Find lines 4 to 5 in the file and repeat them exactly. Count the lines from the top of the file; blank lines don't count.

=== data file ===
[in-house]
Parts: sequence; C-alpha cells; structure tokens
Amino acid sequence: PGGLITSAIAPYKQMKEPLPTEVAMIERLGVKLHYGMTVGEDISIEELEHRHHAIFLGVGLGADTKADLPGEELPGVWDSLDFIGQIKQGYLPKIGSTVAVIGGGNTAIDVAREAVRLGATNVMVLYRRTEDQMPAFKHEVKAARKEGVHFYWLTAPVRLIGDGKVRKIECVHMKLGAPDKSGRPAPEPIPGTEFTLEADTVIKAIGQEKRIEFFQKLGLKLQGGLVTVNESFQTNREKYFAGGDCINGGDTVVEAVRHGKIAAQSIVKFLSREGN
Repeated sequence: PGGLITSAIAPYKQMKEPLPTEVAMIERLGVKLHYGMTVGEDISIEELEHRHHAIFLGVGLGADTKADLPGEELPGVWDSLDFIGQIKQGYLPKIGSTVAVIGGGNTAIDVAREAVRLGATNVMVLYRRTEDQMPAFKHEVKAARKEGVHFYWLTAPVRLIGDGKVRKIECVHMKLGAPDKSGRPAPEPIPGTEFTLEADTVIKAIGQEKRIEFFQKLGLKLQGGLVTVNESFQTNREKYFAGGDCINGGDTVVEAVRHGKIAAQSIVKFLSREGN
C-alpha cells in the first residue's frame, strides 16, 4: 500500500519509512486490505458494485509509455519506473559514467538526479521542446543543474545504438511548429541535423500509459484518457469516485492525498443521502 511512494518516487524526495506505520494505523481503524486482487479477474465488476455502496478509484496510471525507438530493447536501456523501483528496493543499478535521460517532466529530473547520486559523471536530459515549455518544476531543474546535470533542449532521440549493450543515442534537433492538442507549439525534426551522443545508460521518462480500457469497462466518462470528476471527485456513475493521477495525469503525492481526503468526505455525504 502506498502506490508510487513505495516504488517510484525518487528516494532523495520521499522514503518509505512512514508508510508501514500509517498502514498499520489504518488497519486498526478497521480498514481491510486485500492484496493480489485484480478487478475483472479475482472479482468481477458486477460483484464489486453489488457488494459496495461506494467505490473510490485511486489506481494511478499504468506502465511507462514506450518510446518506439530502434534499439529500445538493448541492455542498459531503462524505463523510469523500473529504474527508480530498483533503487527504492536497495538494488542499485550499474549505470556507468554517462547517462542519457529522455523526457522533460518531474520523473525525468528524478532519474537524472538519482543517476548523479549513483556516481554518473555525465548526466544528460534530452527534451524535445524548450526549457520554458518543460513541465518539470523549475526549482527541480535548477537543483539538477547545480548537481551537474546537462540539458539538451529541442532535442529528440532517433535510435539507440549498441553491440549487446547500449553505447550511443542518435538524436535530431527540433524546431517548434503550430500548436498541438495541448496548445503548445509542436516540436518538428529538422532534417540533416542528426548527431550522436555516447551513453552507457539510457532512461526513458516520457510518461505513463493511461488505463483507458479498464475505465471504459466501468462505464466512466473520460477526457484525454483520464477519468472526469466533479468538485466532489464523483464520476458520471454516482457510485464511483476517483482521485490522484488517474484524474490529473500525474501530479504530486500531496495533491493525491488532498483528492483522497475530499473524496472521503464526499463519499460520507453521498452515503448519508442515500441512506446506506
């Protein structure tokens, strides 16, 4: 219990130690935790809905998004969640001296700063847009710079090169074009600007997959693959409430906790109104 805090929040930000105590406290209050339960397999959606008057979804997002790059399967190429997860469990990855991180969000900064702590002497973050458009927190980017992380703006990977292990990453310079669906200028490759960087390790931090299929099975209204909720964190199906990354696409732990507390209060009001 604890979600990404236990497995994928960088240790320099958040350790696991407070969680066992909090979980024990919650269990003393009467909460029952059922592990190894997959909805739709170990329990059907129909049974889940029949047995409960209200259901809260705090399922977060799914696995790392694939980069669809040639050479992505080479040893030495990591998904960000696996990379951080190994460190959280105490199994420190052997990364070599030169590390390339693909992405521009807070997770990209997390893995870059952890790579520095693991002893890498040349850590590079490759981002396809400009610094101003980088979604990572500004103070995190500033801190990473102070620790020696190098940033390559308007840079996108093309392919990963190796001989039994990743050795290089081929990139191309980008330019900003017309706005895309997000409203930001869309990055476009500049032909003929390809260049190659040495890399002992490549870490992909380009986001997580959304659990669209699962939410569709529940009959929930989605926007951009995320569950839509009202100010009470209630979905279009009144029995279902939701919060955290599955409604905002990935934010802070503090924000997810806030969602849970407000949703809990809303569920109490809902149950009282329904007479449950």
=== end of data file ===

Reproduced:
Repeated sequence: PGGLITSAIAPYKQMKEPLPTEVAMIERLGVKLHYGMTVGEDISIEELEHRHHAIFLGVGLGADTKADLPGEELPGVWDSLDFIGQIKQGYLPKIGSTVAVIGGGNTAIDVAREAVRLGATNVMVLYRRTEDQMPAFKHEVKAARKEGVHFYWLTAPVRLIGDGKVRKIECVHMKLGAPDKSGRPAPEPIPGTEFTLEADTVIKAIGQEKRIEFFQKLGLKLQGGLVTVNESFQTNREKYFAGGDCINGGDTVVEAVRHGKIAAQSIVKFLSREGN
C-alpha cells in the first residue's frame, strides 16, 4: 500500500519509512486490505458494485509509455519506473559514467538526479521542446543543474545504438511548429541535423500509459484518457469516485492525498443521502 511512494518516487524526495506505520494505523481503524486482487479477474465488476455502496478509484496510471525507438530493447536501456523501483528496493543499478535521460517532466529530473547520486559523471536530459515549455518544476531543474546535470533542449532521440549493450543515442534537433492538442507549439525534426551522443545508460521518462480500457469497462466518462470528476471527485456513475493521477495525469503525492481526503468526505455525504 502506498502506490508510487513505495516504488517510484525518487528516494532523495520521499522514503518509505512512514508508510508501514500509517498502514498499520489504518488497519486498526478497521480498514481491510486485500492484496493480489485484480478487478475483472479475482472479482468481477458486477460483484464489486453489488457488494459496495461506494467505490473510490485511486489506481494511478499504468506502465511507462514506450518510446518506439530502434534499439529500445538493448541492455542498459531503462524505463523510469523500473529504474527508480530498483533503487527504492536497495538494488542499485550499474549505470556507468554517462547517462542519457529522455523526457522533460518531474520523473525525468528524478532519474537524472538519482543517476548523479549513483556516481554518473555525465548526466544528460534530452527534451524535445524548450526549457520554458518543460513541465518539470523549475526549482527541480535548477537543483539538477547545480548537481551537474546537462540539458539538451529541442532535442529528440532517433535510435539507440549498441553491440549487446547500449553505447550511443542518435538524436535530431527540433524546431517548434503550430500548436498541438495541448496548445503548445509542436516540436518538428529538422532534417540533416542528426548527431550522436555516447551513453552507457539510457532512461526513458516520457510518461505513463493511461488505463483507458479498464475505465471504459466501468462505464466512466473520460477526457484525454483520464477519468472526469466533479468538485466532489464523483464520476458520471454516482457510485464511483476517483482521485490522484488517474484524474490529473500525474501530479504530486500531496495533491493525491488532498483528492483522497475530499473524496472521503464526499463519499460520507453521498452515503448519508442515500441512506446506506